A few weeks ago, you might have heard about Australia’s speed camera programs and red light camera programs taking a severe hit in Victoria. In fact, reports show that the hacked cameras went weeks without being noticed.
The cause of this massive malfunction was (possibly) linked to the WannaCry ransomware attack that recently struck the virtual world. A couple months later and thousands are still reeling in the aftermath of the colossal cyber-attack.
There’s a small light at the end of the tunnel however, as anyone in Victoria, Australia with a speeding ticket from the 6th of June and on will be given leeway until further notice. Authorities are planning to observe the cameras and reassign tickets accordingly (and fairly).
Doug Fryer, Assistant Police Commissioner of the Victorian community, released a statement:
“I’ve decided to withdraw all infringements statewide since the 6th of June in fairness to the Victorian community. That doesn’t mean they won’t be reissued. What it means is of the 280 cameras we have operating across Victoria, I need as the responsible enforcement officer to be absolutely sure that the 280 cameras were working correctly.”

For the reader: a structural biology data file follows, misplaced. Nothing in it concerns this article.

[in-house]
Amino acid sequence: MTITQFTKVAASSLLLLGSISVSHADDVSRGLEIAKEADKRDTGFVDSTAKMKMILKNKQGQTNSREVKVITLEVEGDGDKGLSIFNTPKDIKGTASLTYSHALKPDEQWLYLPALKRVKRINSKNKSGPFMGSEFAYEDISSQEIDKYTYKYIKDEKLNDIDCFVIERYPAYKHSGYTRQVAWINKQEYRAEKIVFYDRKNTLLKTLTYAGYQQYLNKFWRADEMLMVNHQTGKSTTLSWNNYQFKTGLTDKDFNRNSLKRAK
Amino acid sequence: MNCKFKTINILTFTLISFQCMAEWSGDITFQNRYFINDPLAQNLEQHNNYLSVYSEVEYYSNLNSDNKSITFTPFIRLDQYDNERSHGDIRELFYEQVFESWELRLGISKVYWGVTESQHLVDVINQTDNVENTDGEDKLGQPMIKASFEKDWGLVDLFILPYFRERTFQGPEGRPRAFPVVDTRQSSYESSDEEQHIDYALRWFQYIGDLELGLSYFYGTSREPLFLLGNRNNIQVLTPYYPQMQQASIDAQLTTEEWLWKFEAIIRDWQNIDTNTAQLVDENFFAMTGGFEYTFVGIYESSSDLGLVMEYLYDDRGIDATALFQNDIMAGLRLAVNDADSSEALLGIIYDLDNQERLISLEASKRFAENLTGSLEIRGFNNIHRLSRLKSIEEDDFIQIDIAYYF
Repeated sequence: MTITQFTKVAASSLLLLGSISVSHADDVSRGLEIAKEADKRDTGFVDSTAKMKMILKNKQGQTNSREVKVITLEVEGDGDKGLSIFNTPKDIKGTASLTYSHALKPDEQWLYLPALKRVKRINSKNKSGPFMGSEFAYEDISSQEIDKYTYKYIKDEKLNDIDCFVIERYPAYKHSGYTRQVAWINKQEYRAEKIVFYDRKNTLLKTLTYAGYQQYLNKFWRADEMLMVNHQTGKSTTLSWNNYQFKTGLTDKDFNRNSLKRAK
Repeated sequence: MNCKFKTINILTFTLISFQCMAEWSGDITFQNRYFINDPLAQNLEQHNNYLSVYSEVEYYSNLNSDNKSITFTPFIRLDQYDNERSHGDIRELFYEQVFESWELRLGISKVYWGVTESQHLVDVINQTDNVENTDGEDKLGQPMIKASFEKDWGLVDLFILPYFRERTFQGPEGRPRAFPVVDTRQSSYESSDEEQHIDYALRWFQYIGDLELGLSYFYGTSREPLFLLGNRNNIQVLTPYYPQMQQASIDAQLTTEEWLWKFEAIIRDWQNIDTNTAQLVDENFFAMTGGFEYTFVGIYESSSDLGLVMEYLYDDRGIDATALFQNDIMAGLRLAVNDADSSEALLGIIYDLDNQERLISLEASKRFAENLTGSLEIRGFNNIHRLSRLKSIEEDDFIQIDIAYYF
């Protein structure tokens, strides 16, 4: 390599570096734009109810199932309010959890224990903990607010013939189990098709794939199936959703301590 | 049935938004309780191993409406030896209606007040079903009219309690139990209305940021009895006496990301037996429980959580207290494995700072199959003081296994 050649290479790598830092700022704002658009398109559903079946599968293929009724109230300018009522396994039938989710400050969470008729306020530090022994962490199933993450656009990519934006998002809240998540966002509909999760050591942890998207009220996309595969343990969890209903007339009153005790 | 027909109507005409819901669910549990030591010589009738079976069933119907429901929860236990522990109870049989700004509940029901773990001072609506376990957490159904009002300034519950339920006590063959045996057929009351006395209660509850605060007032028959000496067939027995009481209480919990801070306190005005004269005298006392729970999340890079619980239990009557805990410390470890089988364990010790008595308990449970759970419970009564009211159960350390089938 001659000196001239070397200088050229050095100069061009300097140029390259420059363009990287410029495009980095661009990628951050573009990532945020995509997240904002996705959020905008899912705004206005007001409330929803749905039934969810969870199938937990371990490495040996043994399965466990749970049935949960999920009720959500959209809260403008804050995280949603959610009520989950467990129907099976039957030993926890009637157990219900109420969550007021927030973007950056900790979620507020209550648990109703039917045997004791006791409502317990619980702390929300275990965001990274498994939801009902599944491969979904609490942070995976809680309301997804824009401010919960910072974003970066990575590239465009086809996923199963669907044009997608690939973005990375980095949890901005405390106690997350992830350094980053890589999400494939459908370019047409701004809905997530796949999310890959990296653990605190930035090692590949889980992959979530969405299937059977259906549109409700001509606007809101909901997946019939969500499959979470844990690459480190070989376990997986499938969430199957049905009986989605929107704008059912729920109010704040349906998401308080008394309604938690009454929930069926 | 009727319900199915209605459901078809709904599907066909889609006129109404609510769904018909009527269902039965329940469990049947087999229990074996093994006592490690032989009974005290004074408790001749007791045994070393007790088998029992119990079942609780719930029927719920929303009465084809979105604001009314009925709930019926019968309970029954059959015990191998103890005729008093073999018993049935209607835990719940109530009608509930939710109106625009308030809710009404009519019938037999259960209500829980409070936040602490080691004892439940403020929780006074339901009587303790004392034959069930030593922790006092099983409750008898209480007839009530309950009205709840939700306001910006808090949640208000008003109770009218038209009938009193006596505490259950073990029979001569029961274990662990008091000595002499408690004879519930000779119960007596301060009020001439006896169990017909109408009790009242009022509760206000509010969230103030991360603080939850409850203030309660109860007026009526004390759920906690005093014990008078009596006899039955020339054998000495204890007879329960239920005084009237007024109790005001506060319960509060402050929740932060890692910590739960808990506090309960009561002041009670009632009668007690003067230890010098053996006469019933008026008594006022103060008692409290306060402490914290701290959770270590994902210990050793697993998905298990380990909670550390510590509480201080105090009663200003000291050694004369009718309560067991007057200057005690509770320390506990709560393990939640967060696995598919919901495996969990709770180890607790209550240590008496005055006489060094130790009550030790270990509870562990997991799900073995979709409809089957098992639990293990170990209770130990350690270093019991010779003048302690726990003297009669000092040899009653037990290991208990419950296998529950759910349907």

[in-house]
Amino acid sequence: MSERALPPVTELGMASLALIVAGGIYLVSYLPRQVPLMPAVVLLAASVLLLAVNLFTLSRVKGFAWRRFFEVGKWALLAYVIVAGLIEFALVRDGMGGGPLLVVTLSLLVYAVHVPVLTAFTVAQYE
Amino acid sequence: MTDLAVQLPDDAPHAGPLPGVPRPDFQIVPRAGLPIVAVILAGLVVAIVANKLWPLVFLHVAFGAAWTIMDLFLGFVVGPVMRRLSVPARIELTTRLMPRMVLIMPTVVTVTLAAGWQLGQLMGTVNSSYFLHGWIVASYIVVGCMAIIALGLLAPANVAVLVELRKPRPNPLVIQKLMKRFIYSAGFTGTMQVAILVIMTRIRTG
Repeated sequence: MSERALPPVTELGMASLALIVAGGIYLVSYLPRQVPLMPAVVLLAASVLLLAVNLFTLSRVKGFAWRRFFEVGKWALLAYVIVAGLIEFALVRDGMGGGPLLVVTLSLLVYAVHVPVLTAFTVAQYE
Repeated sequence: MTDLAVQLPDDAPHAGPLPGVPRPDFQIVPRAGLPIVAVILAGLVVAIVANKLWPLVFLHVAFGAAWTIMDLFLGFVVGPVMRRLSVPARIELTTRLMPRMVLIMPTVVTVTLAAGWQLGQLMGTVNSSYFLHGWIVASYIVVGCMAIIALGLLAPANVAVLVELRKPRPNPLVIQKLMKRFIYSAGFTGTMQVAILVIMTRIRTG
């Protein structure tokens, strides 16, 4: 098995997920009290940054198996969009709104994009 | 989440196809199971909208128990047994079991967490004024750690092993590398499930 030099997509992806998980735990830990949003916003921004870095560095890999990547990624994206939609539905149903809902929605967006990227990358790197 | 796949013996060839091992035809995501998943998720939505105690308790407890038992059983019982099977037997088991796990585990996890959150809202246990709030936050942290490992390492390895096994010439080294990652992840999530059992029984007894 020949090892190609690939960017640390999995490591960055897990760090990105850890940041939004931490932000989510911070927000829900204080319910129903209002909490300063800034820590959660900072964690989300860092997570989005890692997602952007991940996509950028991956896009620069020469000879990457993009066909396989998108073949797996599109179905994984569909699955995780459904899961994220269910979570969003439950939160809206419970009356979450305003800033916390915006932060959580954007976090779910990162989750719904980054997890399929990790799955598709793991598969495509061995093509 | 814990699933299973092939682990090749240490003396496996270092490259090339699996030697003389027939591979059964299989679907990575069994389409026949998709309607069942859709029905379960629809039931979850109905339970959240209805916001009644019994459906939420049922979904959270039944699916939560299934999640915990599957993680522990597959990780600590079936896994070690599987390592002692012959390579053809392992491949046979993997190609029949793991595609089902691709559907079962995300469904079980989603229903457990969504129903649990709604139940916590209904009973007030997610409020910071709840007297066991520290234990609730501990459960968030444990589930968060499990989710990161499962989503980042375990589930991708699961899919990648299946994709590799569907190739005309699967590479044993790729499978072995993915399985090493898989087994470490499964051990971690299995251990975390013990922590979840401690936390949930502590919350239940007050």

Although the fines are only suspended, traffic law experts are also apparently urging fine-holders to challenge their discrepancies in court.
“Almost 10,000 fines have been withdrawn or suspended in case they are incorrect. A review is under way by Road Safety Camera Commissioner John Voyage, who will decide if fines issued between June 6 and 22, when the virus was on the cameras, will stand. Even if Mr. Voyage rules they will, traffic lawyer Michael Kuzilny said drivers should seriously consider challenging a fine in court.”
It comes down to whether or not the legal hassle is worth it. For some, saving a few hundred bucks (depending) is a huge deal. For others, it’s not even worth the consideration. Regardless, those reviewing the footage sure have a long day ahead of them.